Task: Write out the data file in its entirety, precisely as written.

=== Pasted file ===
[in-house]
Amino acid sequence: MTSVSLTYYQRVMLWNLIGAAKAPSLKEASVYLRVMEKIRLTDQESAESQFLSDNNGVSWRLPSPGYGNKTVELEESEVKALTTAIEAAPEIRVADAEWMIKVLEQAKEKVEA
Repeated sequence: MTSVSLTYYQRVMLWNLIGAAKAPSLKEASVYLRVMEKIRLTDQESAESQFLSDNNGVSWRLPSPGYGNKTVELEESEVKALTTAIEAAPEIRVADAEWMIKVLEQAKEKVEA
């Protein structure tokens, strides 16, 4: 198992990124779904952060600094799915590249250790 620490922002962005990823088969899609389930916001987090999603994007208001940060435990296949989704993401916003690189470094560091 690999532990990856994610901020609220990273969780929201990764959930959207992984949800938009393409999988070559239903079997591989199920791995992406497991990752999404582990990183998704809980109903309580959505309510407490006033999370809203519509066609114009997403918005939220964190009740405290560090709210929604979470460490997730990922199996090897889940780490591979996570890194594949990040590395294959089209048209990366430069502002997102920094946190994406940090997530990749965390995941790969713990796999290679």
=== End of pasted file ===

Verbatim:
[in-house]
Amino acid sequence: MTSVSLTYYQRVMLWNLIGAAKAPSLKEASVYLRVMEKIRLTDQESAESQFLSDNNGVSWRLPSPGYGNKTVELEESEVKALTTAIEAAPEIRVADAEWMIKVLEQAKEKVEA
Repeated sequence: MTSVSLTYYQRVMLWNLIGAAKAPSLKEASVYLRVMEKIRLTDQESAESQFLSDNNGVSWRLPSPGYGNKTVELEESEVKALTTAIEAAPEIRVADAEWMIKVLEQAKEKVEA
């Protein structure tokens, strides 16, 4: 198992990124779904952060600094799915590249250790 620490922002962005990823088969899609389930916001987090999603994007208001940060435990296949989704993401916003690189470094560091 690999532990990856994610901020609220990273969780929201990764959930959207992984949800938009393409999988070559239903079997591989199920791995992406497991990752999404582990990183998704809980109903309580959505309510407490006033999370809203519509066609114009997403918005939220964190009740405290560090709210929604979470460490997730990922199996090897889940780490591979996570890194594949990040590395294959089209048209990366430069502002997102920094946190994406940090997530990749965390995941790969713990796999290679």